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How to Fix your broken peg figure (Alter Asuka)

Tickwomp2 years agoTutorial
Hey guys,

Here's what I did to fix my Asuka (and generally all broken peg figures). Do this at your own risk and read through the whole thing before you decide you want to try it.

*NOTE: The bottom images are just an example of WHERE to drill and pin. You should actually be gluing the peg back to where it originally broke, NOT permanently pinning the head to the body!*

imageshack.com/...


The image here is the shorthand, but I'll write it out a bit here.


1. You'll want the tools listed above: a pin vise or dremel, drill bits (1/16" and/or 5/64"), some metal rods of the same diameter, super glue gel, and some cutting pliers. You can get this stuff at a hobby shop or a hardware store.

I recommend a pin vise since it's easier to control, but you could use a dremel..it's harder to control though. For metal rods, use aluminum or brass since they're easier to cut with the pliers. You could use steel too. I recommend 1/16" for the diameter of the metal rod, but as long as it's smaller than the peg you are repairing. For superglue, I like the gel-type since it doesn't go everywhere and mine is kind of thick, but regular superglue will work fine.



2. Use your pin vise and drill bit to drill a hole around the center of the peg (where it snapped on the figure). I just eyeball it. If you're worried about alignment, use a drill bit larger than the diameter of the rod. For example, drill a 1/8" hole, and use a 1/16" rod - this gives play in the rod. I usually drill in like a quarter to half an inch. Don't drill completely through the peg though. (See Fig B).

Drill a corresponding hole into the head roughly in the center (again, where the peg snapped in the first place).

3. Figure how much metal rod you'll need. You can insert the pin vise and kind of thumb mark how far it goes in. The length it goes into the peg + the head is roughly how much metal rod you'll need. Cut it slightly shorter than what you need using the pliers. The superglue will fill the extra space inside the holes. (Fig C)

4. You should be able to test-fit all the pieces. The head, peg, and rod should all fit without much resistance. A little play is okay since the glue will fix that, but remember - you want the peg to sit like it did originally when it was attached. If it's off angle, your figure's head won't sit correctly.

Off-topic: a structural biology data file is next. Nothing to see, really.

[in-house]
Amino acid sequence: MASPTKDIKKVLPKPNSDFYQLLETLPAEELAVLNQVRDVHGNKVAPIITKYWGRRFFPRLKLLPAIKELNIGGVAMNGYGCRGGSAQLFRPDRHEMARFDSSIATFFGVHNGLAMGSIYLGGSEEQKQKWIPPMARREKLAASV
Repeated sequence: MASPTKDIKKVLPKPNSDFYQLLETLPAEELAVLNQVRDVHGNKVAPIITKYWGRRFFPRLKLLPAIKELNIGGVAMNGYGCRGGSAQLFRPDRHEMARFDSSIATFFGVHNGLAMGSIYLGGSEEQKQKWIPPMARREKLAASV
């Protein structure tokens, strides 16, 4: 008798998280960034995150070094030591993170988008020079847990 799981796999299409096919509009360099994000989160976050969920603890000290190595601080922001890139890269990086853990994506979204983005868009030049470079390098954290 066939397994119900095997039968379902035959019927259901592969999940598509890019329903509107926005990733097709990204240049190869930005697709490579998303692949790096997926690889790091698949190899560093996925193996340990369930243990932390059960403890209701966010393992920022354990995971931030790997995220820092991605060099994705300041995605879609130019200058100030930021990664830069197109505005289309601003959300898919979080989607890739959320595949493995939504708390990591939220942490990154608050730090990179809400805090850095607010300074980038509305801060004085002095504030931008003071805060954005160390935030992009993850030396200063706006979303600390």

5. If you're satisfied with it, glue the rod into the peg. Add glue to the top as well where the peg snapped, and on the head where it will connect. I like to glue the peg, rod, and head together all at once so I'm sure it aligns, and dries in the right alignment.

REMEMBER: the peg should sit like it did were it not broken. The rod can have play, but the peg should fit tightly so that it dries properly.

6. Once it's dry you're all set. (Fig D)

I should note, this works on other pieces like arms and legs.
Also, here is a link to a better tutorial by Gamera Baenre
gamerabaenre.co...
It applies to garage kits, but works for PVC figure repair as well. I've done this for a few of my figures so far.
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Comments4 comments

0pt
Tickwomp (2 years ago) #2628547Yes, I did this and it works fine. Can swap heads without issue. I'm confident it's stronger than how it comes from the factory.

cool thanks!
2 years ago
1pt
Yes, I did this and it works fine. Can swap heads without issue. I'm confident it's stronger than how it comes from the factory.
2 years ago
0pt
Did you preform this fix on the the Jersey version? I just got mine in the mail today and the head was broken. So sad. If so, were you still able to swap the heads? Part of the peg is pretty stuck in the body. I don't want to try this and have the peg rip out when changing heads

-Thanks!
2 years ago
2pt
Very useful article!!!! Thank you!!!!!!
2 years ago
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